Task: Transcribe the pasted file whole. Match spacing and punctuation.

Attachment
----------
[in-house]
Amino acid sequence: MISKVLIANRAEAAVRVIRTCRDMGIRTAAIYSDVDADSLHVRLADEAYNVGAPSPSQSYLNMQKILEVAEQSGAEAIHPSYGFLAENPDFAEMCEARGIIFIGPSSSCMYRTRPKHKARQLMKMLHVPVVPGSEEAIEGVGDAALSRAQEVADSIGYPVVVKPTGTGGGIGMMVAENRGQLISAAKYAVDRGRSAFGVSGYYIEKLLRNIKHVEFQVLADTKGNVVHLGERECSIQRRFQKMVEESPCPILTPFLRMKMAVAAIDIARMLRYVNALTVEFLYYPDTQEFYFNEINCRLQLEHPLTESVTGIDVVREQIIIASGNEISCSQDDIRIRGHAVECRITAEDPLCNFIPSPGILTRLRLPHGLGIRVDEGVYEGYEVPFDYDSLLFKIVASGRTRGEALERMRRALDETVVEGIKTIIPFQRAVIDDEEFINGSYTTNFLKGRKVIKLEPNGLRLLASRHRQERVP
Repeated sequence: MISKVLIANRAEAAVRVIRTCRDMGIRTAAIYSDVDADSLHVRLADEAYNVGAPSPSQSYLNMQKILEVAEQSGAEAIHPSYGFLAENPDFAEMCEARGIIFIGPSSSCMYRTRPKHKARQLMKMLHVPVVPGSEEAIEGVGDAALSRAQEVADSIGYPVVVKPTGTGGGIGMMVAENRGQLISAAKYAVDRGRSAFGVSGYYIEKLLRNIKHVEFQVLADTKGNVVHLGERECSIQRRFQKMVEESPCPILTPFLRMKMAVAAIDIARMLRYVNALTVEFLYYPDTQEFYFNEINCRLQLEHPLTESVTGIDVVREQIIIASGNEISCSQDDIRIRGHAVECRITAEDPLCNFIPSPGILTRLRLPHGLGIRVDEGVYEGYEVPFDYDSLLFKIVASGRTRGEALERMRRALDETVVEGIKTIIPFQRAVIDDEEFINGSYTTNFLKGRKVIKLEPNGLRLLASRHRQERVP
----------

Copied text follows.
[in-house]
Amino acid sequence: MISKVLIANRAEAAVRVIRTCRDMGIRTAAIYSDVDADSLHVRLADEAYNVGAPSPSQSYLNMQKILEVAEQSGAEAIHPSYGFLAENPDFAEMCEARGIIFIGPSSSCMYRTRPKHKARQLMKMLHVPVVPGSEEAIEGVGDAALSRAQEVADSIGYPVVVKPTGTGGGIGMMVAENRGQLISAAKYAVDRGRSAFGVSGYYIEKLLRNIKHVEFQVLADTKGNVVHLGERECSIQRRFQKMVEESPCPILTPFLRMKMAVAAIDIARMLRYVNALTVEFLYYPDTQEFYFNEINCRLQLEHPLTESVTGIDVVREQIIIASGNEISCSQDDIRIRGHAVECRITAEDPLCNFIPSPGILTRLRLPHGLGIRVDEGVYEGYEVPFDYDSLLFKIVASGRTRGEALERMRRALDETVVEGIKTIIPFQRAVIDDEEFINGSYTTNFLKGRKVIKLEPNGLRLLASRHRQERVP
Repeated sequence: MISKVLIANRAEAAVRVIRTCRDMGIRTAAIYSDVDADSLHVRLADEAYNVGAPSPSQSYLNMQKILEVAEQSGAEAIHPSYGFLAENPDFAEMCEARGIIFIGPSSSCMYRTRPKHKARQLMKMLHVPVVPGSEEAIEGVGDAALSRAQEVADSIGYPVVVKPTGTGGGIGMMVAENRGQLISAAKYAVDRGRSAFGVSGYYIEKLLRNIKHVEFQVLADTKGNVVHLGERECSIQRRFQKMVEESPCPILTPFLRMKMAVAAIDIARMLRYVNALTVEFLYYPDTQEFYFNEINCRLQLEHPLTESVTGIDVVREQIIIASGNEISCSQDDIRIRGHAVECRITAEDPLCNFIPSPGILTRLRLPHGLGIRVDEGVYEGYEVPFDYDSLLFKIVASGRTRGEALERMRRALDETVVEGIKTIIPFQRAVIDDEEFINGSYTTNFLKGRKVIKLEPNGLRLLASRHRQERVP